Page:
As a child in the ‘50’s, long before the days of Sunday opening had turned every weekend into just another couple of shopping days with bigger crowds, I remember my ‘Sunday best’, clothes worn only on that high day and holidays, and a stroll with my parents and siblings (often begrudgingly!) at the times we didn’t have a car, or a Sunday drive out at the times we did.
All that has vanished in the UK, but in Spain the couple of hours before the big Sunday lunch, when all the family get together, is still seen as ‘quality time’, a horrible Americanism, but one which perfectly sums up the Spanish approach; a couple of hours to spend with the nippers, have a meander with mum and dad, read the paper or stretch out in the sun.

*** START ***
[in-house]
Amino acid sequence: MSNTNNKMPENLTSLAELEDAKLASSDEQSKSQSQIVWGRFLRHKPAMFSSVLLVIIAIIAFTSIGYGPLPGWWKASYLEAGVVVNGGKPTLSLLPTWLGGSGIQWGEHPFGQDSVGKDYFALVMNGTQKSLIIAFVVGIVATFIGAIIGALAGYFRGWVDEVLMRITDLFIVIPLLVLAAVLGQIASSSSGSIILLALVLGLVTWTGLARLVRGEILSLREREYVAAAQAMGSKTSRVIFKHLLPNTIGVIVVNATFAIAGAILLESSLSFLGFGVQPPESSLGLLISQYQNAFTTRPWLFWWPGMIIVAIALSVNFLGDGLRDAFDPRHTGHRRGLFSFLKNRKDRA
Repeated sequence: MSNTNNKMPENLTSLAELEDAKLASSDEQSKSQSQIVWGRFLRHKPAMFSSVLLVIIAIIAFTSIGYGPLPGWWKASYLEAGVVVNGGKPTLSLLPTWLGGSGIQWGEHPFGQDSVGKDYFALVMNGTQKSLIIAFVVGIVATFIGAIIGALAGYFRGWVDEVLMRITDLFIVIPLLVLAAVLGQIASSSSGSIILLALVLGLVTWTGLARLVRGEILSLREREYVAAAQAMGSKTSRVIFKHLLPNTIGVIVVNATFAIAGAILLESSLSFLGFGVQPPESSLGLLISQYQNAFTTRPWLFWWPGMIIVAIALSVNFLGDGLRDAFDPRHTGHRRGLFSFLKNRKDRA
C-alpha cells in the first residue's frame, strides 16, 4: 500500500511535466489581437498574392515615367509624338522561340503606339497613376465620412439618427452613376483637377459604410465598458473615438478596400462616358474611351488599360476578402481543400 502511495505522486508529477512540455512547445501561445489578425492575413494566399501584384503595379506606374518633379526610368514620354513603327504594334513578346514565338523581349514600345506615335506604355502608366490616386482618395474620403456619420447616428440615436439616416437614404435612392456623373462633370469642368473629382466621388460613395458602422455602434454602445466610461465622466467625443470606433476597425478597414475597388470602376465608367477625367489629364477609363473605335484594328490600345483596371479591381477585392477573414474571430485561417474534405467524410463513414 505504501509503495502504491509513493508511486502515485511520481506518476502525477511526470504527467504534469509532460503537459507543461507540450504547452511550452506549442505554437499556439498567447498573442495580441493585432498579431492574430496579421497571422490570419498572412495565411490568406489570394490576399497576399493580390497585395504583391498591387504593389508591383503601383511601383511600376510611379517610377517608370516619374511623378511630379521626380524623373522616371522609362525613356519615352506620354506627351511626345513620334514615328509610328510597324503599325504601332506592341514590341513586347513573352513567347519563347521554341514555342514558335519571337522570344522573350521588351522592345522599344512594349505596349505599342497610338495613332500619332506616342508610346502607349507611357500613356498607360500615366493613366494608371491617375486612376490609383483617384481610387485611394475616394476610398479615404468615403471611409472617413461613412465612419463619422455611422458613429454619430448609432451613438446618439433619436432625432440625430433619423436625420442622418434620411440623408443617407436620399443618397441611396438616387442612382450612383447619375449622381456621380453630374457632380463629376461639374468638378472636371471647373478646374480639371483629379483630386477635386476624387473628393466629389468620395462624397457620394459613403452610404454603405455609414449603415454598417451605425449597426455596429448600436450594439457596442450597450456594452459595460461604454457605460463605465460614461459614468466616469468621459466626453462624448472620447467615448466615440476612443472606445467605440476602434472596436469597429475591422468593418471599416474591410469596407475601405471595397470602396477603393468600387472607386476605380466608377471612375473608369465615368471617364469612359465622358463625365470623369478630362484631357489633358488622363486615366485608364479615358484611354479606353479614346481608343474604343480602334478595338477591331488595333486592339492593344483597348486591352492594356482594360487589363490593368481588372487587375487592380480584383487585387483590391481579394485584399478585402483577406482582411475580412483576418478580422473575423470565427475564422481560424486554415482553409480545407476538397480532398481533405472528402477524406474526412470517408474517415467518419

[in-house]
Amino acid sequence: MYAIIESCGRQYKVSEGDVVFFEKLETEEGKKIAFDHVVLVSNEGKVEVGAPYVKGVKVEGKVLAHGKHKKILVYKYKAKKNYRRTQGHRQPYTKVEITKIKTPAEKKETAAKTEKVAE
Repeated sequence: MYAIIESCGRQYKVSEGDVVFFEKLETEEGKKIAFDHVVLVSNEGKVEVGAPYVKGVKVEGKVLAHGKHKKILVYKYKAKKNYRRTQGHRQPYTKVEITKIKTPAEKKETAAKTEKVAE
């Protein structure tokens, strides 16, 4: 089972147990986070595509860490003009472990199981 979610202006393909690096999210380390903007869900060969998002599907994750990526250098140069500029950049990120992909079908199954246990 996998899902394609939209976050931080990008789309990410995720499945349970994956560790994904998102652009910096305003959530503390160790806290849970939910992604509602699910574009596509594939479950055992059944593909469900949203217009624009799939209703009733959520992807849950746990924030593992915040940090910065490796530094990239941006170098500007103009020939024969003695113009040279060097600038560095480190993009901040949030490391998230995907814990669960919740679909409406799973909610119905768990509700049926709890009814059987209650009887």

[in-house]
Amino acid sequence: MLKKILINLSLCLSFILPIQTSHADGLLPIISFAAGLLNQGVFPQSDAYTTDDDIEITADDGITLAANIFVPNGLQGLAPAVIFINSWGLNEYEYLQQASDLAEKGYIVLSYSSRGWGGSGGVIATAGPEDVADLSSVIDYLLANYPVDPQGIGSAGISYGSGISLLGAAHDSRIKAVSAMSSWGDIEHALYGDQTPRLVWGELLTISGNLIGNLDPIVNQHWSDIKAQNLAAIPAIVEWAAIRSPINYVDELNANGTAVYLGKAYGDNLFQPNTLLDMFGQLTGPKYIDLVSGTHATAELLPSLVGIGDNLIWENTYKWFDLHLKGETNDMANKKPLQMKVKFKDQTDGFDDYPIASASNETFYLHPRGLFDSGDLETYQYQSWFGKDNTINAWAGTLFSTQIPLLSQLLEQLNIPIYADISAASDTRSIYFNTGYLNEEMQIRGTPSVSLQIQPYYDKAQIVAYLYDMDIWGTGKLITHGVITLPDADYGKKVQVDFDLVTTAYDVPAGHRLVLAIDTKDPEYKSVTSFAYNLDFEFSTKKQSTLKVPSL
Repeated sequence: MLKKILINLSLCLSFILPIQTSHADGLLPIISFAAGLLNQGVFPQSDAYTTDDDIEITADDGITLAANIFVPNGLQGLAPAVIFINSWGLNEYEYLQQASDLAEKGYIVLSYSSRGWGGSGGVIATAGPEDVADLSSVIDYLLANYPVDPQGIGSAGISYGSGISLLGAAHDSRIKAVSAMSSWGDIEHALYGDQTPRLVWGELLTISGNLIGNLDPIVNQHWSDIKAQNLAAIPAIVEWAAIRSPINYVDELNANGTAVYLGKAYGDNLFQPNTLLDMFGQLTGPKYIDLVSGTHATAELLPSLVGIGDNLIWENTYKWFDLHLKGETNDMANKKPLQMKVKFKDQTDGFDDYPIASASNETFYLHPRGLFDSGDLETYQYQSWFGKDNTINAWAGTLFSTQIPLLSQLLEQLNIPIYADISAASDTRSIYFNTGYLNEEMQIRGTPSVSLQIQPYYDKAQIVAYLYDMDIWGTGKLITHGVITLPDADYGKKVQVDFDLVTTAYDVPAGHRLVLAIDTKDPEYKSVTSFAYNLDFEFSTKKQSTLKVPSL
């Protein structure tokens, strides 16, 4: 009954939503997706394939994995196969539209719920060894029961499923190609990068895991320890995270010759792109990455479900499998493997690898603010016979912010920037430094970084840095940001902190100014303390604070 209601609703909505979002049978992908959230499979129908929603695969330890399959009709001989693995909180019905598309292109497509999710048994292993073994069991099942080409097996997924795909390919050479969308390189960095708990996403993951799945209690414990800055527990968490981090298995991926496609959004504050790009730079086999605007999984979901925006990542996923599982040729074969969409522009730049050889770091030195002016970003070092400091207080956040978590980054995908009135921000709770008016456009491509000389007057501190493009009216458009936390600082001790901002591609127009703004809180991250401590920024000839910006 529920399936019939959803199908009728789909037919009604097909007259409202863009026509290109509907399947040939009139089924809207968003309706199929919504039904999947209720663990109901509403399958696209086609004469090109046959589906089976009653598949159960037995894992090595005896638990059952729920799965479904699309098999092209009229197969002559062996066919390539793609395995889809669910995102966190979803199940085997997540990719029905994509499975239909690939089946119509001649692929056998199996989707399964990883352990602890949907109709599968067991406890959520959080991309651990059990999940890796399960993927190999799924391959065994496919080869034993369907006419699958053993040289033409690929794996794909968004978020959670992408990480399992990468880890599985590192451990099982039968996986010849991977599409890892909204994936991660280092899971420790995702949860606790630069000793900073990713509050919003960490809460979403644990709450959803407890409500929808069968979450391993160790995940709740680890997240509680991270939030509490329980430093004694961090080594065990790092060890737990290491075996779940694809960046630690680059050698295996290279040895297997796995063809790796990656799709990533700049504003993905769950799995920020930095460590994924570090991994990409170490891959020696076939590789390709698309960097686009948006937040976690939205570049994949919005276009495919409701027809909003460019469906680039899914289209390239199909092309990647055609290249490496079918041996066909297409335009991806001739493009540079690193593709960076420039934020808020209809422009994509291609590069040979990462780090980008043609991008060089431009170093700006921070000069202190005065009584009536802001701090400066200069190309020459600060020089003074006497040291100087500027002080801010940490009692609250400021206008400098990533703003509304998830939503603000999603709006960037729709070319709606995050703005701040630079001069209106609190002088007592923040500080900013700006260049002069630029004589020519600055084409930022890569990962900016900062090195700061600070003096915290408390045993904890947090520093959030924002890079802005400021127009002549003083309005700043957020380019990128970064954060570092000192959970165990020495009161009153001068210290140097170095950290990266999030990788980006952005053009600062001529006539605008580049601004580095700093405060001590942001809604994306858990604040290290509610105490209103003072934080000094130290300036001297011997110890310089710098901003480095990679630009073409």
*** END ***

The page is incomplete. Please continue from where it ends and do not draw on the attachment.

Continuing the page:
One of my favourite spots in Valencia on Sunday morning is the area surrounding the fountains in front of the Palau de Musica in the Jardines de Turia, the dried-up riverbed that almost encircles the city. I can’t say that a friend was correct when he said that it was better than strolling in New York’s Central Park because I’ve never been there, but I love watching the world go by on Sunday in the park, whether it be on skateboard, bike, roller-blade, on the chuffy little train, or peddling those silly four wheel bikes where dad pretends to let the little lad steer but in fact wants to do it himself (like buying a top-of the line Scalextric for his son’s third birthday). Kids sail boats on the pond, lovers canoodle on the grass, grannies and granddads put the world to rights – and there’s always a doting parent or two taking photos of their chicos to slap in the family album and embarrass them with in years to come.